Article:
The Palace of Winds (rereading “The English Patient”)

13 thoughts on “The Palace of Winds (rereading “The English Patient”)”

  1. Wow, your writing is brilliant!! I have heard of this book but never read it. I am on a quest on Amazon right now to get it and the sound track. I love to write and sometimes think my writing is pretty good and then I read something like the excerpt of this book you posted and say to my self, crap, I can’t write at all! That was wonderful, thank you for posting. Michelle


  2. Oh! Those are yummy bits of literature. I know what you mean about having a book that falls into your life at just the right time to make an impact. That happened with me in Conroy’s, The Prince Of Tides.
    “When men talk about the agony of being men, they can never quite get away from the recurrent theme of self-pity. And when women talk about being women, they can never quite get away from the recurrent theme of blaming men.”
    ― Pat Conroy, The Prince of Tides

    “Man wonders but God decides
    When to kill the Prince of Tides.”
    ― Pat Conroy, The Prince of Tides

    “These are the quicksilver moments of my childhood I cannot remember entirely. Irresistible and emblematic, I can recall them only in fragments and shivers of the heart.”
    ― Pat Conroy, The Prince of Tides

    “My wound is geography. It is also my anchorage, my port of call.”
    ― Pat Conroy, The Prince of Tides


  3. I must re-read it. I was thinking about the film and book only the other week when, having recently moved to the Isle of Wight, I was sitting on the front at Ventnor eating a Minghella ice cream and toasting the late director.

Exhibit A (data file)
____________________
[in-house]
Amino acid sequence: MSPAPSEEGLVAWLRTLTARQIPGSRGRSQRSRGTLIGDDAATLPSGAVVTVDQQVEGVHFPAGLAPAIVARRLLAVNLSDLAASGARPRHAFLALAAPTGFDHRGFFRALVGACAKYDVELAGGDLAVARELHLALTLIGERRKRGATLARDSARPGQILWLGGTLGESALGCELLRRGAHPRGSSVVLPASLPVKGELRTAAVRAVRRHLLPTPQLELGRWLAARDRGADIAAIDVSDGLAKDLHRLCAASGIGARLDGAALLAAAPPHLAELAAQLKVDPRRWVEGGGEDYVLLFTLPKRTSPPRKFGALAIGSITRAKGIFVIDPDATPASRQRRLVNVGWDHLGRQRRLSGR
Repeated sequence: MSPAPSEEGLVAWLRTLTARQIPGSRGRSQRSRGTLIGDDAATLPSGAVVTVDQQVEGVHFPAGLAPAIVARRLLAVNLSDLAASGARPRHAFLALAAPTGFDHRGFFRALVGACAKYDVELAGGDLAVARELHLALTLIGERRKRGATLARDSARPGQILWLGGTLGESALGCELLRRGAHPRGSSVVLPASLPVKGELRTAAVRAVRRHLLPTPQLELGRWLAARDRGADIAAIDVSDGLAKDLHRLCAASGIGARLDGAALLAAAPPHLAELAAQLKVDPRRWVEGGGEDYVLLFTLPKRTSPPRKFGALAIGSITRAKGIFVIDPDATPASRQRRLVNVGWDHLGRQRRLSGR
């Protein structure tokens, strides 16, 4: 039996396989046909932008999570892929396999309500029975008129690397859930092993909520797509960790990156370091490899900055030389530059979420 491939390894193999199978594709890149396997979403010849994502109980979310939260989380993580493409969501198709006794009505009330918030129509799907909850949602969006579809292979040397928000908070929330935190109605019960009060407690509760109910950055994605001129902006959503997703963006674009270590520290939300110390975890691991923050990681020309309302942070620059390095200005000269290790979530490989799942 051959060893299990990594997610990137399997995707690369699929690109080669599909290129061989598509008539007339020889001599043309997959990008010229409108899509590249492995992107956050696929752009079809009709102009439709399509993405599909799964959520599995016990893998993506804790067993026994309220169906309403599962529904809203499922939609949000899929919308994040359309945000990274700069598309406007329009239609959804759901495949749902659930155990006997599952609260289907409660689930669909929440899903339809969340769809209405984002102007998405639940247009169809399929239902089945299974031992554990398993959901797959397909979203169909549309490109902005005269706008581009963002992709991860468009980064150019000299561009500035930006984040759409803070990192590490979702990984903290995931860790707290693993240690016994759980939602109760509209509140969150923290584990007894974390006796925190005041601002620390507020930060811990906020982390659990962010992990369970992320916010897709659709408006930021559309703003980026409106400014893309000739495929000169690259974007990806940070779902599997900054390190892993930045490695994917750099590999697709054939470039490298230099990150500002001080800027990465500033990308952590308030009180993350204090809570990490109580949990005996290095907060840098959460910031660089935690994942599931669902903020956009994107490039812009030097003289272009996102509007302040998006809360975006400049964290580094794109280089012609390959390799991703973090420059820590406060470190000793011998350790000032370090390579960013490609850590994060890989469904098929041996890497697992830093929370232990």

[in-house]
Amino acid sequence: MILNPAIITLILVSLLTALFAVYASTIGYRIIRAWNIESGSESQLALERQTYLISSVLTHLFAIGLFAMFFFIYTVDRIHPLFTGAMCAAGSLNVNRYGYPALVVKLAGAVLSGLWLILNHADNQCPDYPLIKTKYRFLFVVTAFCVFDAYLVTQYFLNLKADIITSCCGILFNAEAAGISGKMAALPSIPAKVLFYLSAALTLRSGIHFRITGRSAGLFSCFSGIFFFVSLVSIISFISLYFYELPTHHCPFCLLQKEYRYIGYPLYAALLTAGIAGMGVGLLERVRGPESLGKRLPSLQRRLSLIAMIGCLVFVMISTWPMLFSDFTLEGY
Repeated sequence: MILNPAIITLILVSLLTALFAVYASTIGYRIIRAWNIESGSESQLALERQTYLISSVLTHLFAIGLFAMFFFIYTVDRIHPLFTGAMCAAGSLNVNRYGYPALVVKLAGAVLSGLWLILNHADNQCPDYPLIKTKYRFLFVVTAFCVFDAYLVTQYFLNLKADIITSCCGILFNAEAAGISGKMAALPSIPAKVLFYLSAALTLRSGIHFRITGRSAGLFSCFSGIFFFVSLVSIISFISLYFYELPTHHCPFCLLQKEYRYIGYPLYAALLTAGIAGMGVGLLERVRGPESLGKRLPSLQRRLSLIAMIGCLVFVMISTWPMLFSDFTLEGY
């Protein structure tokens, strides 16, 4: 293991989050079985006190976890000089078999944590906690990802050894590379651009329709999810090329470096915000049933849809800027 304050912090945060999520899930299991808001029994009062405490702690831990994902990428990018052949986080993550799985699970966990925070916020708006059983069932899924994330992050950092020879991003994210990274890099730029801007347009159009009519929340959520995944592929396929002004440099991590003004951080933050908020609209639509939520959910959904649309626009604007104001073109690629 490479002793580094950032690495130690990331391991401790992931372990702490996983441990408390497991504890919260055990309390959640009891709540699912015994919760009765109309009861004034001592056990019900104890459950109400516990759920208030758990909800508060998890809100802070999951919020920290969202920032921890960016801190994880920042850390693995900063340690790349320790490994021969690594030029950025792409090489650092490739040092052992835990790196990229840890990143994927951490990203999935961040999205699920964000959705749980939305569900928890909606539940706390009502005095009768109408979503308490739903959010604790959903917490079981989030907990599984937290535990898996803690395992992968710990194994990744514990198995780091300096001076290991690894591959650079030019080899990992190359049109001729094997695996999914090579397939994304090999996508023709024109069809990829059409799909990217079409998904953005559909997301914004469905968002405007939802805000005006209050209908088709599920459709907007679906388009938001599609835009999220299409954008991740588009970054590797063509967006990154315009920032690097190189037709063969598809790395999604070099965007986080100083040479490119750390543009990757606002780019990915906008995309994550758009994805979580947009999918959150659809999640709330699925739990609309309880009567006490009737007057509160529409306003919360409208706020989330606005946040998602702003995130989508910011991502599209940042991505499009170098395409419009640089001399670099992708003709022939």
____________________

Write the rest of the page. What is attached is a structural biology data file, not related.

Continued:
4. Beautiful prose, so close to poetry. Thank you for reminding me of it. My own most recent poetic prose award goes to Julian Barnes for “The Noise of Time”. A despairing subject but a (sour) pleasure to read.


  5. “The English Patient” is still among my favorite novels. Unfortunately I am not a fan of the movie. It just doesn’t measure up to the novel. I would also recommend the novels he has written since. They are all very good.


  6. My wife introduced me to that novel, and later we saw the movie together on a local theatre’s big screen. I’ve been haunted by it ever since, though I’ve never found adequate words to explain this. It has a strong Romantic, almost mystical, quality, in the literary sense of the word. However, I myself felt somewhat embarrassed by the main protagonist’s yearning for a socially “unobtainable”, beautiful woman become suddenly obtainable because of the chaos of war and of her own marriage. Sounds like wish-fulfillment fantasy–many young men get through that phase earlier on–but the bitter-sweetness of the prolonged consequences of his choices redeem both him, and this novel, completely. And the other plotlines, Caravaggio and the nurse, for example, are just as insightful.

    One has to be–like the world-weary nurse–PATIENT with this novel, in order to reap its rewards.


  7. Thank you. I’d forgotten about this book, or to be more exact, I’d forgotten that I admired the movie version so much. I’ve just bought the ebook version and I’m thrilled to finally read the real thing. 🙂


  8. Enjoyed both, movie, and book, it made me a fan of Ondaatje, and Anthony Minghella. 🙂


Leave a Reply

Please log in using one of these methods to post your comment: Logo

You are commenting using your account. Log Out /  Change )

Google+ photo

You are commenting using your Google+ account. Log Out /  Change )

Twitter picture

You are commenting using your Twitter account. Log Out /  Change )

Facebook photo

You are commenting using your Facebook account. Log Out /  Change )


Connecting to %s

This site uses Akismet to reduce spam. Learn how your comment data is processed.